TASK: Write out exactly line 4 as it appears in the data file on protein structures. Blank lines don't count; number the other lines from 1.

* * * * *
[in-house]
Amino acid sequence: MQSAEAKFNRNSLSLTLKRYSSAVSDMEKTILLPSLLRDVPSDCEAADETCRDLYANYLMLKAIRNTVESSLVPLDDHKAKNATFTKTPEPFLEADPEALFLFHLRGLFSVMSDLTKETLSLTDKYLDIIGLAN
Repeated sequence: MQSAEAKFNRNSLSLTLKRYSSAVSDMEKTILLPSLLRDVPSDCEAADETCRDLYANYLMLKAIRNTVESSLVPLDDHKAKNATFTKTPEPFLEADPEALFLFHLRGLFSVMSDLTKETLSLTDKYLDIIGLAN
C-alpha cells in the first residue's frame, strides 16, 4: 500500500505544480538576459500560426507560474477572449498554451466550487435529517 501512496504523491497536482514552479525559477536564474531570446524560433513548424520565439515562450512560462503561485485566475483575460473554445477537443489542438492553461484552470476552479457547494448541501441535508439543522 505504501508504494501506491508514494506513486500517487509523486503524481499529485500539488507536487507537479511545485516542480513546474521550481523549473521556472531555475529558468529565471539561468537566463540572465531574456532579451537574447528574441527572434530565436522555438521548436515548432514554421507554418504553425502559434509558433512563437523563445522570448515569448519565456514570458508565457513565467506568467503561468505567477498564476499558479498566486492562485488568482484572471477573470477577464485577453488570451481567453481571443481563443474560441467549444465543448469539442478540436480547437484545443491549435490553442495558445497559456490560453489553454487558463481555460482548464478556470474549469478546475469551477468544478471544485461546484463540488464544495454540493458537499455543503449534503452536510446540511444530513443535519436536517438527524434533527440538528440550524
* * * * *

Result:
C-alpha cells in the first residue's frame, strides 16, 4: 500500500505544480538576459500560426507560474477572449498554451466550487435529517 501512496504523491497536482514552479525559477536564474531570446524560433513548424520565439515562450512560462503561485485566475483575460473554445477537443489542438492553461484552470476552479457547494448541501441535508439543522 505504501508504494501506491508514494506513486500517487509523486503524481499529485500539488507536487507537479511545485516542480513546474521550481523549473521556472531555475529558468529565471539561468537566463540572465531574456532579451537574447528574441527572434530565436522555438521548436515548432514554421507554418504553425502559434509558433512563437523563445522570448515569448519565456514570458508565457513565467506568467503561468505567477498564476499558479498566486492562485488568482484572471477573470477577464485577453488570451481567453481571443481563443474560441467549444465543448469539442478540436480547437484545443491549435490553442495558445497559456490560453489553454487558463481555460482548464478556470474549469478546475469551477468544478471544485461546484463540488464544495454540493458537499455543503449534503452536510446540511444530513443535519436536517438527524434533527440538528440550524